For part of the exam I had to write and defend a research paper on a foreign culture from both an ethnologist’s and an analytical psychologist’s perspective. I delved into ethnological studies of the Crow culture of the Native American Plains tribes. I discussed such things as their kinship customs demonstrating a modified bifurcate merging system with its collateral references for the father’s line and lineal for the mothers. I discussed the symbolism of their sacred dance, noting its animistic, indirect characteristics. . . well, you get the idea of my thinking approach to this assignment. I confidently sent it off to my examiners and focused on my other seven exams.


A few days before my last exam, which was ethnology, I pulled my paper out to simply review the thorough research I’d done. I was horrified when I read it. The material was dead, and it struck me as a pompous, white outsider’s assessment of a culture she had not gotten to know at all! What could I do at this late date? The examiners were preparing to test me on this material.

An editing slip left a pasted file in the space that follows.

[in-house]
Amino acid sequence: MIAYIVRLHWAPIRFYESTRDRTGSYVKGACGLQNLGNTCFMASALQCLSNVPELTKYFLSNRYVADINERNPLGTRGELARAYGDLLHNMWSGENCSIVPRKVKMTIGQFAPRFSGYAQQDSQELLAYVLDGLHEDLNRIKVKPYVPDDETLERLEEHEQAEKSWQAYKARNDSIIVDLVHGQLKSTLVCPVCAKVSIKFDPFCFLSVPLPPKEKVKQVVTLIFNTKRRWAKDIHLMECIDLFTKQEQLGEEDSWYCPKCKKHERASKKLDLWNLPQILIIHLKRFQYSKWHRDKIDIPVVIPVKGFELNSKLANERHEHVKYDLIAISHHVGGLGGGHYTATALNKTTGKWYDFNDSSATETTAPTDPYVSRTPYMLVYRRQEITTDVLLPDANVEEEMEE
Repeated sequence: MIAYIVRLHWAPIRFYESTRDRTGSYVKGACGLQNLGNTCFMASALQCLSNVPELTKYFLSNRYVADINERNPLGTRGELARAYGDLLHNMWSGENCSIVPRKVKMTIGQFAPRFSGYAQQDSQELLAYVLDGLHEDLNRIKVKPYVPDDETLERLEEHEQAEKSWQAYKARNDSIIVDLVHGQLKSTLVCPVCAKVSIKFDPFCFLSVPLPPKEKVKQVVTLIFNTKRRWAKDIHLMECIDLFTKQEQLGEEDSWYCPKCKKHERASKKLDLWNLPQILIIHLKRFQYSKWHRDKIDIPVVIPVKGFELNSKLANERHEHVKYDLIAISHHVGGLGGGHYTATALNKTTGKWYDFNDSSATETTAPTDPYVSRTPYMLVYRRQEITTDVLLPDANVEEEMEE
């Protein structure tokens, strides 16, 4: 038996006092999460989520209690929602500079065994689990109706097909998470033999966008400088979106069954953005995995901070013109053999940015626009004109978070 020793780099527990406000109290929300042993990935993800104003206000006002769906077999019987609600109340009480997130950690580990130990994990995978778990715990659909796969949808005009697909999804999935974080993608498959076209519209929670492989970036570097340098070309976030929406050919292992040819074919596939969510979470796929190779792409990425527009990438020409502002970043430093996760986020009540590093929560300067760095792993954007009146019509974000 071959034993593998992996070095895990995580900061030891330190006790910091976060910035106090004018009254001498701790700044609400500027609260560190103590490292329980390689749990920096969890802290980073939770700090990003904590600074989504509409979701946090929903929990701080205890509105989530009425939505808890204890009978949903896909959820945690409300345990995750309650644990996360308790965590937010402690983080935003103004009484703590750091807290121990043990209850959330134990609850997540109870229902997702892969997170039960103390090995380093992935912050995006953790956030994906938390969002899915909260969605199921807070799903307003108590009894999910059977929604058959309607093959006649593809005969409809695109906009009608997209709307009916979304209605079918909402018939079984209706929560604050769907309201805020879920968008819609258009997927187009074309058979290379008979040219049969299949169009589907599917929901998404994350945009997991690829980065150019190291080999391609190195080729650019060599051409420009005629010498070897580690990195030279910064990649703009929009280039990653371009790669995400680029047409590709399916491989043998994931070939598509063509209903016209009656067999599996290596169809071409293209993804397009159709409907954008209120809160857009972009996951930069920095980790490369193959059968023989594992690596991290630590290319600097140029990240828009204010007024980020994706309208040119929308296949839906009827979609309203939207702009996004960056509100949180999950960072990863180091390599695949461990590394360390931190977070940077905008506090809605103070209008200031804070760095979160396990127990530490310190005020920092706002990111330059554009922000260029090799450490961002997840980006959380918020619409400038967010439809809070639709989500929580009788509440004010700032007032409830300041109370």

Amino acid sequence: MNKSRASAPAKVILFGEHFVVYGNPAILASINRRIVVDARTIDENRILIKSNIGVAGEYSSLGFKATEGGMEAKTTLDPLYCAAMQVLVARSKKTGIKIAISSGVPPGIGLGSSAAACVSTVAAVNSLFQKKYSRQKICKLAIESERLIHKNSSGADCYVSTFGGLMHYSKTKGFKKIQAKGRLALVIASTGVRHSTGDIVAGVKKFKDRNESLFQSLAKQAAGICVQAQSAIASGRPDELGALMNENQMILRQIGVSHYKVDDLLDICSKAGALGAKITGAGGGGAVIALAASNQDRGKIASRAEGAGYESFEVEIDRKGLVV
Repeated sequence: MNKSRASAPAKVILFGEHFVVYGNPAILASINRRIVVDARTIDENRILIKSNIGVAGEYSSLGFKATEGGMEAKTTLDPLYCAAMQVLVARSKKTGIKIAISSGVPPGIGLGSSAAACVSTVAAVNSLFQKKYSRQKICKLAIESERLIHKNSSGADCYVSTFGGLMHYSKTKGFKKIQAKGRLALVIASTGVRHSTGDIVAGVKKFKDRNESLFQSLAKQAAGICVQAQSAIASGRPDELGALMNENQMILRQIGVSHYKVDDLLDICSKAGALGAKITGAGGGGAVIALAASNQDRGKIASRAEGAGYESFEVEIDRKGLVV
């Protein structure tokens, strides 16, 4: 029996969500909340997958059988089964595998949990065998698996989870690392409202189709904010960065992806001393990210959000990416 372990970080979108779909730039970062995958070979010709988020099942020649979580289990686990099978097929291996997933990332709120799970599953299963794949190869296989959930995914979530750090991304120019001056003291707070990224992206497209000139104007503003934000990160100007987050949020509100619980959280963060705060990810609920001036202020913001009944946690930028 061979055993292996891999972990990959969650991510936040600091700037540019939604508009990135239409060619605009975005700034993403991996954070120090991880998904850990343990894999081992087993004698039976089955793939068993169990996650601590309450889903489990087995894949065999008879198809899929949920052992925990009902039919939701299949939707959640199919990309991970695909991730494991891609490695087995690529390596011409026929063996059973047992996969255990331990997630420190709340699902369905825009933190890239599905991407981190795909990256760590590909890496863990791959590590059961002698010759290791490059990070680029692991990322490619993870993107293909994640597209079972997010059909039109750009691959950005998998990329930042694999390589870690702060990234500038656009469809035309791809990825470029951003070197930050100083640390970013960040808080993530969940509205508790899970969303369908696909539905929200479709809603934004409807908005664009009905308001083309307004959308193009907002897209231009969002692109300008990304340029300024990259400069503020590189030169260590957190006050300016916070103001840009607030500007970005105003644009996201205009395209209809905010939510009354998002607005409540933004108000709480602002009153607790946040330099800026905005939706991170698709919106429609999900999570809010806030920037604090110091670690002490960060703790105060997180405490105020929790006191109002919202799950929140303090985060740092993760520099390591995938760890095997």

That night two weeping Crow grandmothers visited me in my sleep. In the dream I was explaining my paper (as written) to my ethnology examiners when the old women appeared. Their crying made it impossible to continue. I began to feel what they felt. Then they gave me a new exam. This was a paper with a circle drawn on it, and I was told I needed to figure out the circumference.


I had no idea what the dream meant, but when I awakened, I drew the circle that had been shown to me. I realized it needed a centre point to find the circumference. I felt compelled to spend the next two days in the ethnology library in Zürich reading all I could about the Crow peoples.


This time I read from a feeling perspective and discovered a new way of thinking about their rich culture. It seemed they had an exquisitely introverted, feeling culture, which had been misunderstood in the ethnological studies I had read. The day before my exam I happened upon a quote from a Crow sun dance chief who was discussing the meaning of their dance. He said, “Without fixing the centre point, there can be no circumference.” I was beginning to understand why the grandmothers had been crying.